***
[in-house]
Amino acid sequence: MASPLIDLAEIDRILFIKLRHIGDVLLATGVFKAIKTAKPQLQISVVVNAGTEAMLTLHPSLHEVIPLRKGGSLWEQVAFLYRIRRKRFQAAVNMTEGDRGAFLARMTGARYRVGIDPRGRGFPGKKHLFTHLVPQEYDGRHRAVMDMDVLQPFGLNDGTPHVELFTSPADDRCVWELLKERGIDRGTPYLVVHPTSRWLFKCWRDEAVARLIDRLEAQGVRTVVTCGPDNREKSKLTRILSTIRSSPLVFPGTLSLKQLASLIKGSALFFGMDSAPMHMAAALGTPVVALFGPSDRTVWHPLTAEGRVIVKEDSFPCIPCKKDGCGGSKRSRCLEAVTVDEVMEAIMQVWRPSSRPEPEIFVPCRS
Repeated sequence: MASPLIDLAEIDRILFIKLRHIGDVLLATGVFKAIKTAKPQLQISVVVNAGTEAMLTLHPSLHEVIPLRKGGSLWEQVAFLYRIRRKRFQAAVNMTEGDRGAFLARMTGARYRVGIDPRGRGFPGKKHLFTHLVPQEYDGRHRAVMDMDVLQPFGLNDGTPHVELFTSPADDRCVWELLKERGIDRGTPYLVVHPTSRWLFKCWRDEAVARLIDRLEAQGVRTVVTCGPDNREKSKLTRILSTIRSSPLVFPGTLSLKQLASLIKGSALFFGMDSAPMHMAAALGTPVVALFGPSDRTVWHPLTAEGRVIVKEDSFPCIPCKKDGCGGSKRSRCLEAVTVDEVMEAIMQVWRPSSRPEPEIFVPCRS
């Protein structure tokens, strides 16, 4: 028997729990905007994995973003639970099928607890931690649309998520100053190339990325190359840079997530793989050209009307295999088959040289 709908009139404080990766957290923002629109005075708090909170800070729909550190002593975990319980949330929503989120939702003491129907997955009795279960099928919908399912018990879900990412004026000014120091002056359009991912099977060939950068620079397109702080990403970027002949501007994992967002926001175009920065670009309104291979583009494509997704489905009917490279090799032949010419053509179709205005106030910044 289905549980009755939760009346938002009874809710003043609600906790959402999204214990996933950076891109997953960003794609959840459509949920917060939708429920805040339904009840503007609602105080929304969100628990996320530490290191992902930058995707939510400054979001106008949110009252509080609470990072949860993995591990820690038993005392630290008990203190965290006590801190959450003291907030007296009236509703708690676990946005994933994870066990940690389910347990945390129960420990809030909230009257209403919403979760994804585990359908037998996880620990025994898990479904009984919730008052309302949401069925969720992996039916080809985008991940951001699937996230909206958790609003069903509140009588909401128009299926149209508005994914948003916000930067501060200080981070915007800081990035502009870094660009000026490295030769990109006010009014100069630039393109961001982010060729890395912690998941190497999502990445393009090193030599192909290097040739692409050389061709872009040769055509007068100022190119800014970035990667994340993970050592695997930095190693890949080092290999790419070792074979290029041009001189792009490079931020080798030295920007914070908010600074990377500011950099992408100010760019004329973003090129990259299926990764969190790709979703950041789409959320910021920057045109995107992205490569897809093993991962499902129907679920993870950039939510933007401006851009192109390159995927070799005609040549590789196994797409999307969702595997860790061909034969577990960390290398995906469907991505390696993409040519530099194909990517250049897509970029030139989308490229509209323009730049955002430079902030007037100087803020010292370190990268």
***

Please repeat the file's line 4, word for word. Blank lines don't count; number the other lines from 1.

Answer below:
């Protein structure tokens, strides 16, 4: 028997729990905007994995973003639970099928607890931690649309998520100053190339990325190359840079997530793989050209009307295999088959040289 709908009139404080990766957290923002629109005075708090909170800070729909550190002593975990319980949330929503989120939702003491129907997955009795279960099928919908399912018990879900990412004026000014120091002056359009991912099977060939950068620079397109702080990403970027002949501007994992967002926001175009920065670009309104291979583009494509997704489905009917490279090799032949010419053509179709205005106030910044 289905549980009755939760009346938002009874809710003043609600906790959402999204214990996933950076891109997953960003794609959840459509949920917060939708429920805040339904009840503007609602105080929304969100628990996320530490290191992902930058995707939510400054979001106008949110009252509080609470990072949860993995591990820690038993005392630290008990203190965290006590801190959450003291907030007296009236509703708690676990946005994933994870066990940690389910347990945390129960420990809030909230009257209403919403979760994804585990359908037998996880620990025994898990479904009984919730008052309302949401069925969720992996039916080809985008991940951001699937996230909206958790609003069903509140009588909401128009299926149209508005994914948003916000930067501060200080981070915007800081990035502009870094660009000026490295030769990109006010009014100069630039393109961001982010060729890395912690998941190497999502990445393009090193030599192909290097040739692409050389061709872009040769055509007068100022190119800014970035990667994340993970050592695997930095190693890949080092290999790419070792074979290029041009001189792009490079931020080798030295920007914070908010600074990377500011950099992408100010760019004329973003090129990259299926990764969190790709979703950041789409959320910021920057045109995107992205490569897809093993991962499902129907679920993870950039939510933007401006851009192109390159995927070799005609040549590789196994797409999307969702595997860790061909034969577990960390290398995906469907991505390696993409040519530099194909990517250049897509970029030139989308490229509209323009730049955002430079902030007037100087803020010292370190990268």